In the last five weeks, South Carolina attorneys Eric Bland and Ronald Richter have uncovered a shocking paper trail that shows how Alex Murdaugh allegedly stole $3.6 million from Satterfield’s grieving family.
Alex Murdaugh faces up to ten years in prison for the two felony charges connected with the Satterfield case.
The Satterfield case is one of six active criminal investigations involving Alex Murdaugh.
Last month, Alex Murdaugh appeared before a Hampton County judge after he turned himself in for the three charges connected to his botched shooting scenario last month. For that incident, Murdaugh was charged with insurance fraud, conspiracy to commit insurance fraud and filing a false police report. He was given a $20,000 personal recognizance bond for that case and ordered to go to rehab.
Agents arrested Murdaugh after he was released from a Florida rehab facility for his alleged drug addiction. According to sources close to the situation, Murdaugh detoxed at a facility in Atlanta and transferred to a facility in Orlando, where he was scheduled to be released on Thursday.
Alex Murdaugh is still a person of interest in the double homicide investigation, according to his attorney Jim Griffin.
A paper trail of evidence shows that Alex Murdaugh led the pack in a scheme to steal millions of dollars in Satterfield’s 2019 wrongful death settlement.
After Gloria died, Murdaugh recruited his best friend Cory Fleming to sue him on behalf of her estate and convinced Gloria’s sons to sign over their personal representative rights to Westendorf so that Fleming wouldn’t be legally obligated to tell the Satterfield family what was going on with the settlement, according to Bland.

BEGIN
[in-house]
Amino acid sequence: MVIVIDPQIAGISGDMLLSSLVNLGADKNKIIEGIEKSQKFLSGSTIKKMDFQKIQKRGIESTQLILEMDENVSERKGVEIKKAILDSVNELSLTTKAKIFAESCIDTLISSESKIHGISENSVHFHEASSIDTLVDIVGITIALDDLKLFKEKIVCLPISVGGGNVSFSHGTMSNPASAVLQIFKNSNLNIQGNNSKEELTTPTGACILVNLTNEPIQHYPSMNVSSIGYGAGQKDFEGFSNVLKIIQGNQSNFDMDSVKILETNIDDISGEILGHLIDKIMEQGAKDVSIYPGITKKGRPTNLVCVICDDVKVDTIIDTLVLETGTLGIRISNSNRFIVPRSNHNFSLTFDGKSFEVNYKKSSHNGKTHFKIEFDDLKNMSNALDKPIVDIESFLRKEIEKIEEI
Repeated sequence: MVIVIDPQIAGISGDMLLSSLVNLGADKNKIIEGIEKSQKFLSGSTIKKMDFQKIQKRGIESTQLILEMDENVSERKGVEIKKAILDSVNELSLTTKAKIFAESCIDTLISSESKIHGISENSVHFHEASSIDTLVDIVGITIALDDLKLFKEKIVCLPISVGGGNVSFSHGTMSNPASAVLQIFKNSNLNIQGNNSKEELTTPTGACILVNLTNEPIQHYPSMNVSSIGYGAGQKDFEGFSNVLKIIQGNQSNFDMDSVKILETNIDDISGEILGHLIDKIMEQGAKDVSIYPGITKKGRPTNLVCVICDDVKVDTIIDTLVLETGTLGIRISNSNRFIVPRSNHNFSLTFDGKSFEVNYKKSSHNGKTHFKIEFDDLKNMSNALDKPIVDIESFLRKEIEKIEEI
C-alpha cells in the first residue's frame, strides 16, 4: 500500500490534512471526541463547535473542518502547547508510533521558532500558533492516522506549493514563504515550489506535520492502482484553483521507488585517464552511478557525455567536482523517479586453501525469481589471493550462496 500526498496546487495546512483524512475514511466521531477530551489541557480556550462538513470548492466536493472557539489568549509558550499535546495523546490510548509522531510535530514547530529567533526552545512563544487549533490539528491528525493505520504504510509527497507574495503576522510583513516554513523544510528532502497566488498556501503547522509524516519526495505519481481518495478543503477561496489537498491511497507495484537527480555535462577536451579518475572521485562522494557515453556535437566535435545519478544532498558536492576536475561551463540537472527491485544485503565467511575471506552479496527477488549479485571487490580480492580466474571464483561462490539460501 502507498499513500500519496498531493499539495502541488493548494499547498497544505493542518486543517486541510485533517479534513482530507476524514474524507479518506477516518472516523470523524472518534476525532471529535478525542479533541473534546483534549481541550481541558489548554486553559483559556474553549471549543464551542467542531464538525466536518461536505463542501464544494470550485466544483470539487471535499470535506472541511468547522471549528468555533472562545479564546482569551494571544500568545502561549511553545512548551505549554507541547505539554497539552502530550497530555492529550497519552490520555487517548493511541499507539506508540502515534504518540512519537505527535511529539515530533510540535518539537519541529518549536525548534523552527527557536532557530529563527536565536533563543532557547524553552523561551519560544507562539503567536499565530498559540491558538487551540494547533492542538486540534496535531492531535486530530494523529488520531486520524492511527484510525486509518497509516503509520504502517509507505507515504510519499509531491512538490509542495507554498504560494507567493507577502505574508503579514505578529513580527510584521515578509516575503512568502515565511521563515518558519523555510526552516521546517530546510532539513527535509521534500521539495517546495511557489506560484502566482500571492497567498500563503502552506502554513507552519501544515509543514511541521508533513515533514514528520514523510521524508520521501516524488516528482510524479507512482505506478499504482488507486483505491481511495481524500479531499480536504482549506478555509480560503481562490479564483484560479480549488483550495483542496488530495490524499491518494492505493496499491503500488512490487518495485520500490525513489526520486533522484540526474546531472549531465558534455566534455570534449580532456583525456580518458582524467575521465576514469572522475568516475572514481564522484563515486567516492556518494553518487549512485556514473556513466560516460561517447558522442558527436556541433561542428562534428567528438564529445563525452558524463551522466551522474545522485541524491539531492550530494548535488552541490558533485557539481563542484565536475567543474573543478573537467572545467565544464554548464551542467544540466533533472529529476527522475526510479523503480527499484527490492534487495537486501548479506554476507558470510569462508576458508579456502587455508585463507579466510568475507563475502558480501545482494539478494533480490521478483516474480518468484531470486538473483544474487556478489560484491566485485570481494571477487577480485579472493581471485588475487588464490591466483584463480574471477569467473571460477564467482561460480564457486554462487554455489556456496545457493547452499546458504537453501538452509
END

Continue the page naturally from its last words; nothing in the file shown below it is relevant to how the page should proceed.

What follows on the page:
The $4.3 million settlement that was signed by Judge Carmen Mullen was not entered into the public record — a major violation of court procedure.
Murdaugh and Fleming allegedly claimed they were devising a structured settlement for Satterfield’s sons through a legitimate company called Forge Consulting LLC. Instead, Fleming made checks out to “Forge” after Murdaugh opened up a Bank of America account under that name.
“Alex Murdaugh opened up a bank account at Bank of America under the name of Forge, got the check cashed and walked away with the money,” Bland said.
In court yesterday, Waters said that Alex Murdaugh opened the “Forge” account in 2015.
Before Bland filed a lawsuit, Satterfield’s sons hadn’t received a dime of the $2.8 million they were entitled to receive in their mother’s settement settlement.
ABOUT THE AUTHOR..
Mandy Matney is the news director at FITSNews. She’s an investigative journalist from Kansas who has worked for newspapers in Missouri, Illinois, and South Carolina before making the switch to FITS. She currently lives on Hilton Head Island where she enjoys beach life. Mandy also hosts the Murdaugh Murders podcast. Want to contact Mandy? Send your tips to firstname.lastname@example.org.